Six apples, peeled and cored
Quarter pound butter, melted
A glass of white wine or apple juice
Nutmeg and cinnamon, to taste
Sugar, to taste
Six Pudding cloths (a clean piece of unbleached muslin works well)
1. Place a pot of water to boil, be sure there is sufficient room for six apple-sized dumplings.
2. Divide the rice into six equal parts and place each portion of rice in a pudding cloth.
3. Place one apple on top of the rice in each pudding cloth. Placed finely shredded lemon peel in the core of each apple.
4. Wrap the pudding cloth around each apple so that the rice is evenly distributed around the apple. This is the most challenging part! Once the cloth is tied, gently massage the dumpling until the rice surrounds the apple. Be sure the cloth is firmly noted and there is space for the rice to expand.
5. Boil the puddings for 75 minutes.
6. When the puddings are nearly done (after about one hour of boiling), prepare the sauce by boiling all ingredients together.
7. After 75 minutes, carefully remove the puddings from the boiling water. Before unwrapping, dunk the puddings in cold water and squeeze out any excess water.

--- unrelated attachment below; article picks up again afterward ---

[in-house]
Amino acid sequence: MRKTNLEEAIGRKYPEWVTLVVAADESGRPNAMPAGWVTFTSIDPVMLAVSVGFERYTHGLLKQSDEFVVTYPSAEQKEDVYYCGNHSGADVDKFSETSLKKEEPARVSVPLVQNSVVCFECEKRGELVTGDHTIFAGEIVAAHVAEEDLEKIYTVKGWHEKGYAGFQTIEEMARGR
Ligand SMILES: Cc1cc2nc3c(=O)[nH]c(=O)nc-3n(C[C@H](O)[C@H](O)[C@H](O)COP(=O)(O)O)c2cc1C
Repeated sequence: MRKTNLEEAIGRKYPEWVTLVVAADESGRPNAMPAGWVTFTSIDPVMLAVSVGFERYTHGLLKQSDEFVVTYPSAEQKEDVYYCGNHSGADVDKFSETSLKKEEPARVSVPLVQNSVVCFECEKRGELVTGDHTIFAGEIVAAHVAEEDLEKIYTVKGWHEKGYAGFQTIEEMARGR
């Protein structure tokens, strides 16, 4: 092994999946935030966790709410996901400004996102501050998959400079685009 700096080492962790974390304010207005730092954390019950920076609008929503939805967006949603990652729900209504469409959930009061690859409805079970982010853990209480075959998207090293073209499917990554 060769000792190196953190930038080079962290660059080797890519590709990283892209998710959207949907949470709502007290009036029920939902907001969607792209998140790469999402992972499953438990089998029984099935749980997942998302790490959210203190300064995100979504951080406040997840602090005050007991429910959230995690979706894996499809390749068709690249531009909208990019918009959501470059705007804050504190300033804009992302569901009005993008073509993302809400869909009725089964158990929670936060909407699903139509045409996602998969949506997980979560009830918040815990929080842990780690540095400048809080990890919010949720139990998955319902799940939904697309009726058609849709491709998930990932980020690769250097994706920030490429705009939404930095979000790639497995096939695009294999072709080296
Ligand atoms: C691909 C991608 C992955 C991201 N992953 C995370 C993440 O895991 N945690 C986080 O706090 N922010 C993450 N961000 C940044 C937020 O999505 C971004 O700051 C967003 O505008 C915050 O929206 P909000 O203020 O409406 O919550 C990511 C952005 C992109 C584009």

8. Carefully remove the pudding cloth and serve alongside the sauce.
Yield: six dumplings
 Colin Mackenzie, Five Thousand Receipts in all the useful and domestic arts (Philadelphia: James Kay, Jun. & Co., 1831), 182.
Caroline Hayward Recipe Book, 1815-1834, Joseph H. Hayward Family Papers, s. N-2368. Massachusetts Historical Society, Boston, MA 02215.
 Jeri Quinzio, Pudding: A Global History (London: Reaktion Books Ltd., 2012), 92.
Catharine E. Beecher, Miss Beecher’s Domestic Receipt Book, designed as a supplement to her treatise on domestic economy (New York: Harper and Brothers, 1857), Library Company of Philadelphia, Am 1857 Beecher 102993.D;
New England Cookbook 1825-1870 and Jane E. Hassler Cookbook, June 1857, Szathmary Culinary Manuscripts and Cookbooks, The University of Iowa Libraries.
Elizabeth Raffald, The Experienced English Housekeeper (London: T. Wilson and R. Spence, 1806), 263.